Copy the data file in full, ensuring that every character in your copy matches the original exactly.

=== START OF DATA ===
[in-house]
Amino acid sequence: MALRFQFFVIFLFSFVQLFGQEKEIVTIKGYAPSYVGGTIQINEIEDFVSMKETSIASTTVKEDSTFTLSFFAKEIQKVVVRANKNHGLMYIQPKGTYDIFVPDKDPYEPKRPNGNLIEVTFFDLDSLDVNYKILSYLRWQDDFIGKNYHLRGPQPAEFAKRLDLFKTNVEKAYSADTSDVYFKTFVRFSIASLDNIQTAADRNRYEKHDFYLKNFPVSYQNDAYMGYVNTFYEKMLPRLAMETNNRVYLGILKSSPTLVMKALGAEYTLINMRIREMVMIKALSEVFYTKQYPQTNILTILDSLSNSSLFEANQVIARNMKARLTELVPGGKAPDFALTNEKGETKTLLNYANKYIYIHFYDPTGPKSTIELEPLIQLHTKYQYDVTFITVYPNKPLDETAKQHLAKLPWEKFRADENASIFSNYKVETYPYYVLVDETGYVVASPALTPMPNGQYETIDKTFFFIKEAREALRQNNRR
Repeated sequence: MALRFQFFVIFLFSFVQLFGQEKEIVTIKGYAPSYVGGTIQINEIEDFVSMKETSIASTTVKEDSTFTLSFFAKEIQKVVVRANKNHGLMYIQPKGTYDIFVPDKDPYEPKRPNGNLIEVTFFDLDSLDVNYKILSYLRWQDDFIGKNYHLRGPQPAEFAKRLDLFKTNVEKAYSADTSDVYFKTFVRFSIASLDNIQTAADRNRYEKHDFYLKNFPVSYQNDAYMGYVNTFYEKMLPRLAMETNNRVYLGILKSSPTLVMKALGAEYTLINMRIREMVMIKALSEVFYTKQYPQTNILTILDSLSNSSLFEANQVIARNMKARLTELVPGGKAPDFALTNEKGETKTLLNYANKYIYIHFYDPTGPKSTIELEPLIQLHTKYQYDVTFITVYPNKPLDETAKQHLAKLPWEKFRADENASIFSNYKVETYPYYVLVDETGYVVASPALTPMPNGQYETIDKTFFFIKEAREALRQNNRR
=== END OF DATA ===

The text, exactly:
[in-house]
Amino acid sequence: MALRFQFFVIFLFSFVQLFGQEKEIVTIKGYAPSYVGGTIQINEIEDFVSMKETSIASTTVKEDSTFTLSFFAKEIQKVVVRANKNHGLMYIQPKGTYDIFVPDKDPYEPKRPNGNLIEVTFFDLDSLDVNYKILSYLRWQDDFIGKNYHLRGPQPAEFAKRLDLFKTNVEKAYSADTSDVYFKTFVRFSIASLDNIQTAADRNRYEKHDFYLKNFPVSYQNDAYMGYVNTFYEKMLPRLAMETNNRVYLGILKSSPTLVMKALGAEYTLINMRIREMVMIKALSEVFYTKQYPQTNILTILDSLSNSSLFEANQVIARNMKARLTELVPGGKAPDFALTNEKGETKTLLNYANKYIYIHFYDPTGPKSTIELEPLIQLHTKYQYDVTFITVYPNKPLDETAKQHLAKLPWEKFRADENASIFSNYKVETYPYYVLVDETGYVVASPALTPMPNGQYETIDKTFFFIKEAREALRQNNRR
Repeated sequence: MALRFQFFVIFLFSFVQLFGQEKEIVTIKGYAPSYVGGTIQINEIEDFVSMKETSIASTTVKEDSTFTLSFFAKEIQKVVVRANKNHGLMYIQPKGTYDIFVPDKDPYEPKRPNGNLIEVTFFDLDSLDVNYKILSYLRWQDDFIGKNYHLRGPQPAEFAKRLDLFKTNVEKAYSADTSDVYFKTFVRFSIASLDNIQTAADRNRYEKHDFYLKNFPVSYQNDAYMGYVNTFYEKMLPRLAMETNNRVYLGILKSSPTLVMKALGAEYTLINMRIREMVMIKALSEVFYTKQYPQTNILTILDSLSNSSLFEANQVIARNMKARLTELVPGGKAPDFALTNEKGETKTLLNYANKYIYIHFYDPTGPKSTIELEPLIQLHTKYQYDVTFITVYPNKPLDETAKQHLAKLPWEKFRADENASIFSNYKVETYPYYVLVDETGYVVASPALTPMPNGQYETIDKTFFFIKEAREALRQNNRR